The Shadows-on-the-Teche, an antebellum historic house museum property of the National Trust for Historic Preservation, was almost demolished for a parking lot.
Sugarcane planter David Weeks started building the home in 1831 but died before the home was completed. After he died, it was his wife Mary who managed the sugar plantation and its 200+ slaves, located nine hours away and The Shadows' 138 acres that provided the firewood and the year's food for the family and slaves in both locations.
Mary kept meticulous records and saved all invoices and receipts; she even asked people to return letters she sent to them, so historians have all these records.
At one point she had to contend with an overseer whom she wantd to fire. Though a strong person, she had to have her brother come up from New Orleans to fire him, because he " would not be fired by a woman."
However, when Union troops advanced to New Iberia, Gen. Franklin had so much respect for this strong-willed woman that she was allowed to live on the second floor while the troops occupied the first floor. She died at The Shadows in 1863, and the Union troops buried her in the family cemetery on the grounds. When the troops left, they did not burn The Shadows out of respect for Mary.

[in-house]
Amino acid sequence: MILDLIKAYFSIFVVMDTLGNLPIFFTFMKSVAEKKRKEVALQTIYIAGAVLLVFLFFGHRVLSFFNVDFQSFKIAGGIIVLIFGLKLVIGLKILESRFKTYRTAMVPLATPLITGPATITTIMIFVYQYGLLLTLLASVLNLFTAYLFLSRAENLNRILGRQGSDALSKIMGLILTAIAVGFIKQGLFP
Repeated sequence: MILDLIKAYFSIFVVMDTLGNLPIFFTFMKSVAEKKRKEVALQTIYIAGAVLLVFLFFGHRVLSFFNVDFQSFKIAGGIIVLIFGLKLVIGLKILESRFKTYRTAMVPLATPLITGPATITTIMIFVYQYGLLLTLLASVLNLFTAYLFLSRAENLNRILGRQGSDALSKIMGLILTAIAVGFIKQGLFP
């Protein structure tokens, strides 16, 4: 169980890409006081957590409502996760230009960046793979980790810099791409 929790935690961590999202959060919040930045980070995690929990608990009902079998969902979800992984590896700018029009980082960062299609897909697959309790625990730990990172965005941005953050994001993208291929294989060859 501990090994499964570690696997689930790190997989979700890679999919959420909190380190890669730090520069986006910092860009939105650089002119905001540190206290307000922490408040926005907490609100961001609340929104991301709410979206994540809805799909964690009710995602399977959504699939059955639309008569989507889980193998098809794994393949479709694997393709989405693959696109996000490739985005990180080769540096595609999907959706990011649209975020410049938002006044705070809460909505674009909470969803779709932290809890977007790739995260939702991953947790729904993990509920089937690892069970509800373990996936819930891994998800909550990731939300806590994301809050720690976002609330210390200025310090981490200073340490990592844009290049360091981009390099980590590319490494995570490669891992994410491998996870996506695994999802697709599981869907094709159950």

In 1919, David's great-grandson William Weeks Hall purchased his sister's half for $7500 to save it from demolition. In 1922, he returned from his European art studies and undertook the daunting restoration project. Fortunately, David's wife Mary and other family members were "savers." In the home, some 17,000 invoices, receipts, and letters revealed much about the family and their business.
We have visited other Southern plantations that were more ostentatious than The Shadows, but we have felt a real connection to this plantation home. The feeling is hard to explain, but it seemed as though real people lived in this home, not just entertained in a showpiece.
William also developed the gardens into what some of his guests called his "greatest masterpiece." Guests included numerous artists, writers, and filmakers, such as, Henry Miller, Lyle Saxon, Cecil B. DeMille, Emily Post, D.W. Griffith, and Walt Disney.
This home next door bears a lot of similarity to The Shadows. Until just recently, a distant relative of the original owner of The Shadows lived there. She died at age 101.
William Weeks Hall spent the last years of his life working to find an organization to preserve the Shadows as an historic house museum, and on June 27, 1958, the National Trust for Historic Preservation accepted The Shadows as an historic site. William died the next day.